Grazing provides an important opportunity to rebuild margins following the past wet winter which has seen dairy cattle housed for longer than normal.

However, it is still important to keep a close eye on the health and welfare of those grazing cows to maximise the benefits according to Brett Finch, area sales manager of HerdVision in Scotland.

“Grazed grass remains the cheapest feed for dairy cows and with purchased feed prices remaining high it will be essential to maximise the contribution from grazing,” he comments.

“Key to this is optimising grazing dry matter intakes. Anything that affects intakes will compromise performance.”

Cows will typically consume 1kgDM from grazing per hour so it is important to maximise grazing times.

“We expect grazing cows to often walk long distances to get to grazing and to then stand and feed for several hours before lying down to ruminate. As soon as cows begin to suffer reduced mobility all these factors will be compromised meaning intakes and performance will fall.

“A one-hour reduction in grazing time can reduce intakes by 1kgDM, worth more than two litres of milk in terms of energy. In addition, milk protein may be reduced further hitting margins.”

Mr Finch added that the risk of reduced mobility can be higher with grazing cows due to ground conditions. Wet ground can lead to softer horn which can lead to more physical damage and bruising.

If intakes are reduced, cows are also at risk of losing condition. For spring-calved cows this could have a direct impact on fertility. For late lactation cows, the risk is that they will go dry in poor condition which will have consequences for calving related conditions as well as fertility in the next lactation.

The issue with grazing cows is that they are not as closely monitored as housed cows and the changes in milk yield, milk composition and body condition may often be subtle. By the time a cow is identified as showing poor mobility she will often be at mobility score 2 meaning losses will already have occurred and treatment costs and recovery time will be greater.

The average cost of a case of lameness is £330. Early intervention and trimming cows at the right time will prevent cows becoming a score 2 or 3. Tracking mobility regularly means trimming can become proactive rather than reactive, improving efficiency and reducing costs.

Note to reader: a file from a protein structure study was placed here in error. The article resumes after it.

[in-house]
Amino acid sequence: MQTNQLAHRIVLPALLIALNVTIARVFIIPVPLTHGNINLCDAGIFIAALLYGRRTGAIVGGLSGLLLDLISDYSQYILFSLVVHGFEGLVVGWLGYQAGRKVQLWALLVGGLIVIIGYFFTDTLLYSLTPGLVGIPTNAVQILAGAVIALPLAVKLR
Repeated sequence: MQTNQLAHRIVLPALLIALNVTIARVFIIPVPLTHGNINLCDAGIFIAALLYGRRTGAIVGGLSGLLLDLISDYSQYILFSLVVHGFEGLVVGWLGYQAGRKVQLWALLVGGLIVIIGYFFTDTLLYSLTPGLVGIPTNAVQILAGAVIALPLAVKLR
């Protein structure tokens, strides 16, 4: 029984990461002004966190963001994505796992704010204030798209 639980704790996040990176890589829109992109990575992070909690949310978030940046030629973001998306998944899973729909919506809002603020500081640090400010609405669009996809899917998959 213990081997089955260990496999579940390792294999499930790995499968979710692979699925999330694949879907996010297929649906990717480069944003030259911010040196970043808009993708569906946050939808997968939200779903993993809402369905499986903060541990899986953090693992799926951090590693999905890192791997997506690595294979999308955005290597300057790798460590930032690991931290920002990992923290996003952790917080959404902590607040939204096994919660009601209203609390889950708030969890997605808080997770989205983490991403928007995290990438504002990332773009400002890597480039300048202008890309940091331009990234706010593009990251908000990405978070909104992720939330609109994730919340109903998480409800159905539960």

“Changes in condition will be even harder to pick up manually meaning problems may go unnoticed until it is too late. Cows losing condition due to poor intakes at grass will struggle to get back in calf, pushing up calving to conception interval. Each missed service will cost over £100 in lost productivity.

“However, automated systems will allow daily assessment of both mobility and condition scores with problems flagged up as soon as they are detected, allowing earlier intervention to reduce the financial consequences.”

The HerdVision system is a fully automated mobility and body condition scoring technology using 3D imagery. The system streamlines the collection of individual cow mobility and body condition data, through a robust camera set up that is easily installed above any race.

The camera captures data for every cow that passes beneath it, every time they do so meaning cows can be scored every day. The camera is unobtrusive meaning cows don’t notice it, meaning their behaviour is unaffected. The system utilises existing EID tags for cow identification, eliminating the need for additional wearable devices.

The combination of more frequent and more consistent monitoring and greater precision means it is possible to identify changes in mobility and condition score sooner, allowing earlier intervention and management to be altered as required to reduce the consequences of poor mobility or excessive condition loss.